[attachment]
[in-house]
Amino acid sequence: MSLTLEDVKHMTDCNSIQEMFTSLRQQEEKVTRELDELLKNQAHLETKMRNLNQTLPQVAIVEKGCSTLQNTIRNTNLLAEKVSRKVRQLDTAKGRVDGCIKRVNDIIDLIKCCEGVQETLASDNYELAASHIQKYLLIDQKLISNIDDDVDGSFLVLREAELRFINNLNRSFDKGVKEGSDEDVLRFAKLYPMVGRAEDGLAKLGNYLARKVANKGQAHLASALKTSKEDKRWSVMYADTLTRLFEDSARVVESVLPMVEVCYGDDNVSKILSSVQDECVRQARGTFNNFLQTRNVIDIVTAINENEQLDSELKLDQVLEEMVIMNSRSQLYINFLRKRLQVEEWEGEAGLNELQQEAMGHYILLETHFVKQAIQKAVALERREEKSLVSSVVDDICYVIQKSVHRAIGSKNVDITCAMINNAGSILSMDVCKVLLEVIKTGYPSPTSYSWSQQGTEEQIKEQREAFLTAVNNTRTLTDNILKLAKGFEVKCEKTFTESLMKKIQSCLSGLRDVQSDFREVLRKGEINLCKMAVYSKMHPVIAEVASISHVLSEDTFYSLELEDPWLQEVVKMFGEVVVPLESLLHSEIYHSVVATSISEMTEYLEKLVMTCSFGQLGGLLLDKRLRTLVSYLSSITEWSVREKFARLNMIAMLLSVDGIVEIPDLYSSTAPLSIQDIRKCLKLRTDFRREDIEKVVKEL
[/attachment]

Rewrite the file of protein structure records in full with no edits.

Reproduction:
[in-house]
Amino acid sequence: MSLTLEDVKHMTDCNSIQEMFTSLRQQEEKVTRELDELLKNQAHLETKMRNLNQTLPQVAIVEKGCSTLQNTIRNTNLLAEKVSRKVRQLDTAKGRVDGCIKRVNDIIDLIKCCEGVQETLASDNYELAASHIQKYLLIDQKLISNIDDDVDGSFLVLREAELRFINNLNRSFDKGVKEGSDEDVLRFAKLYPMVGRAEDGLAKLGNYLARKVANKGQAHLASALKTSKEDKRWSVMYADTLTRLFEDSARVVESVLPMVEVCYGDDNVSKILSSVQDECVRQARGTFNNFLQTRNVIDIVTAINENEQLDSELKLDQVLEEMVIMNSRSQLYINFLRKRLQVEEWEGEAGLNELQQEAMGHYILLETHFVKQAIQKAVALERREEKSLVSSVVDDICYVIQKSVHRAIGSKNVDITCAMINNAGSILSMDVCKVLLEVIKTGYPSPTSYSWSQQGTEEQIKEQREAFLTAVNNTRTLTDNILKLAKGFEVKCEKTFTESLMKKIQSCLSGLRDVQSDFREVLRKGEINLCKMAVYSKMHPVIAEVASISHVLSEDTFYSLELEDPWLQEVVKMFGEVVVPLESLLHSEIYHSVVATSISEMTEYLEKLVMTCSFGQLGGLLLDKRLRTLVSYLSSITEWSVREKFARLNMIAMLLSVDGIVEIPDLYSSTAPLSIQDIRKCLKLRTDFRREDIEKVVKEL